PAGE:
Riga (Sep. 20)
(J. T. A. Mail Service)
How the declaration which appeared in the Yiddish Communist paper “Oktiabr” last spring, contending that there was no campaign being carried on in Soviet Russia against the Jewish faith, and asserting that the Jews had never felt so free as they do now under the Soviet regime, which created a sensation at the time in Jewish circles abroad, came to be signed by the thirty-one well known Russian rabbis, was related here by a prominent Jewish personage who has arrived here from Russia and who was in close touch in Minsk with the events which led up to the issuance of this declaration.
One morning, he states, a number of rabbis, coming to their homes from the synagogue, found orders awaiting them instructing them to go to the offices of the Ogpu. They were filled with fear and anxiety, but they realized that the orders of the Ogpu must be obeyed. There was weeping and lamentation in their homes. One rabbi even sat down to write his last will. Few expected to return.
In fear and trembling, the rabbis presented themselves to the Ogpu. In the room to which they had to report, they found three Ogpuists, one of them a Jew, seated at the table’ Telling them to be seated, the Jewish Ogpuist asked the rabbis in Yiddish a number of questions, whether they were Chassidim or Mithnagdim, why they had not gone to the Rabbinical Conference in Leningrad, whether they took part in the work of the aid societies in the Beth Midrashim, who were the members of these aid societies, etc. The rabbis replied to these questions. They were then told to go into the corridor and wait there till they were called. On coming back they were told that they were free and could go home.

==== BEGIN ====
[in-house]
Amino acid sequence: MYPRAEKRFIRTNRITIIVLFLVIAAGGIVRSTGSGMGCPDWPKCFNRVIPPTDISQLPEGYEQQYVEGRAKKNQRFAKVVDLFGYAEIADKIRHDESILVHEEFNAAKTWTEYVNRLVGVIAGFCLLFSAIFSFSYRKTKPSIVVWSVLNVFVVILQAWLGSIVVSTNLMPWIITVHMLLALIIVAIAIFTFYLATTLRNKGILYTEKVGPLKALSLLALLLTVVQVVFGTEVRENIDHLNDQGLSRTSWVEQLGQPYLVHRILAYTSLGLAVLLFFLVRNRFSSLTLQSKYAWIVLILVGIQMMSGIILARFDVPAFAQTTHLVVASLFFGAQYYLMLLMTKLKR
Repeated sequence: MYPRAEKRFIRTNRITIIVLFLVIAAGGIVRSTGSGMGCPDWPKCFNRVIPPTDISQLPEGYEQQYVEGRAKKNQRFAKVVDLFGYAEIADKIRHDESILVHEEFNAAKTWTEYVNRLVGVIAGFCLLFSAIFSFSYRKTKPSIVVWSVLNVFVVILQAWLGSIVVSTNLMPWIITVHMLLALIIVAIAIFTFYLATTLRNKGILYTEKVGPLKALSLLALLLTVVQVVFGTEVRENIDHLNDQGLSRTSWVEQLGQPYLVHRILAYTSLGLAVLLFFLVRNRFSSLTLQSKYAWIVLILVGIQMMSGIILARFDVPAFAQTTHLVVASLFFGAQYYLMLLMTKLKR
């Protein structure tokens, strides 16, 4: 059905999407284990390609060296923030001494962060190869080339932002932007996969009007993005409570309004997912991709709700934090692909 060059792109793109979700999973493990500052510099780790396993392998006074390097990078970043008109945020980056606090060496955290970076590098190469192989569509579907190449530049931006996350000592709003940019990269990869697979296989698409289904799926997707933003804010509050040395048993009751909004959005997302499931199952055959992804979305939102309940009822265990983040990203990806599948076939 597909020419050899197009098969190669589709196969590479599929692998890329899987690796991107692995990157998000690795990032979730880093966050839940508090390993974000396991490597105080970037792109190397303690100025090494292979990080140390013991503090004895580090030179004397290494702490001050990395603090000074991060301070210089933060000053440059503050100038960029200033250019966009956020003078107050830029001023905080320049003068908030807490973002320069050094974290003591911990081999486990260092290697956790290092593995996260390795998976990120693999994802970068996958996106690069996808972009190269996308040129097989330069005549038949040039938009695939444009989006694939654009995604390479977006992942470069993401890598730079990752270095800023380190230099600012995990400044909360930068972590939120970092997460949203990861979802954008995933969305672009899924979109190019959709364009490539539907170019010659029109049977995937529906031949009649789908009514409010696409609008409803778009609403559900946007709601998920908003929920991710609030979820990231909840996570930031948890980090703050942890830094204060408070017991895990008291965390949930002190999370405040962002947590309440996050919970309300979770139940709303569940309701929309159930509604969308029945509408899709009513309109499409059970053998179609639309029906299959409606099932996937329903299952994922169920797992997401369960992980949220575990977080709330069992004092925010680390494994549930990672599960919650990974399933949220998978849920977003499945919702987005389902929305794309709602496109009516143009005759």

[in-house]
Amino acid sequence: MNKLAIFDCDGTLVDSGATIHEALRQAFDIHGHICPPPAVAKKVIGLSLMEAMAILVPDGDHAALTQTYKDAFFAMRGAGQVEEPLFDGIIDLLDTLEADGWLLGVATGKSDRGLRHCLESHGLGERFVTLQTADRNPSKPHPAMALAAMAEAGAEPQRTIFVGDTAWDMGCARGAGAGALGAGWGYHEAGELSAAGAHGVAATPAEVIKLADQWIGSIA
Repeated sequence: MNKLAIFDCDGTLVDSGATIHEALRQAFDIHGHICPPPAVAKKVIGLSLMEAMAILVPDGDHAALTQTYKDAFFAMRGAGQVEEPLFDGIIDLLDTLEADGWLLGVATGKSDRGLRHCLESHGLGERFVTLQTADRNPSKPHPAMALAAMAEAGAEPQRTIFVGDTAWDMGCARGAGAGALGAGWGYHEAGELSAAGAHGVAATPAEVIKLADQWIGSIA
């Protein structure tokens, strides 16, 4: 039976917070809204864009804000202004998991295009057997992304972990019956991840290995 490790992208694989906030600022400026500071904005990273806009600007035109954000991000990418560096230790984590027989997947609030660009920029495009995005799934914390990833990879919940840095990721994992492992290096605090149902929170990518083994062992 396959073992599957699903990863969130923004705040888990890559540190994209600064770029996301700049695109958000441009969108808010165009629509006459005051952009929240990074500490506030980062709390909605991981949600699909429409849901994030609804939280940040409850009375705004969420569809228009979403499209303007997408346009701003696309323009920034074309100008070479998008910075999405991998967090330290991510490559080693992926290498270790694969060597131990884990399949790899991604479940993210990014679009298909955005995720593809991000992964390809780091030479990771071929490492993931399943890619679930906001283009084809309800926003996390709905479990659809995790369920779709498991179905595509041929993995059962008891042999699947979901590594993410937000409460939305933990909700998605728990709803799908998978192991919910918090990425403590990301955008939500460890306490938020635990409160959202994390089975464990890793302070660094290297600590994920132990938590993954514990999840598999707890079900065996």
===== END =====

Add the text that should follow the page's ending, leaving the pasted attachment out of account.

A few days later they were again ordered to attend the same place. This time they found there the three Ogpuists and five rabbis, Rabbi Medalic of Vitebsk, Rabbi Zimbalist of Minsk, Rabbi Schneuerson of Homel, Rabbi Levin of Minsk, Rabbi Schapiro of Bobruisk, Rabbi Gluskin of Minsk and Rabbi Abramski of Sluck. The Ogpuists handed the rabbis the text of a declaration and asked them to sign it. After reading the text the rabbis replied that they could not sign it. They were allowed to leave. The next morning they were again called to the Ogpu, and given a fresh text, which again they refused to sign. This happened a third and fourth time. The rabbis refused to sign each new text submitted to them.
On the fourth day, the rabbis decided to return to their homes and arranged to meet at the railway station. That evening, while they were lined up waiting at the booking office to take their ticket, a man came up and told them that he wanted to talk to them. They replied that it was impossible, because their train was due to leave in a few minutes. Then they recognized him as the Jewish Ogpuist who had conducted the negotiations with them. He explained that the Ogpu demanded that they should return.
At the Ogpu they were handed a fresh text, the fifth, and they were given all night to think over whether they would sign. The rabbis sat up all night discussing whether or not to sign. Several of the rabbis urged that if they refused to sign the Jewish Communist Sections would start a new campaign against the Jewish faith. On this ground it was finally decided to sign the declaration. One of the rabbis broke into tears when the decision was made. All night long they sat as if in mourning, and the next day they went downcast and apprehensive and signed the document.
In the town it was said that the rabbis had signed the declaration, because it would bring about a relaxation of the campaign against Judaism. Before long, however, this hope, too, was shown to have been false, several synagogues being confiscated in Borisov. Orsha and other places.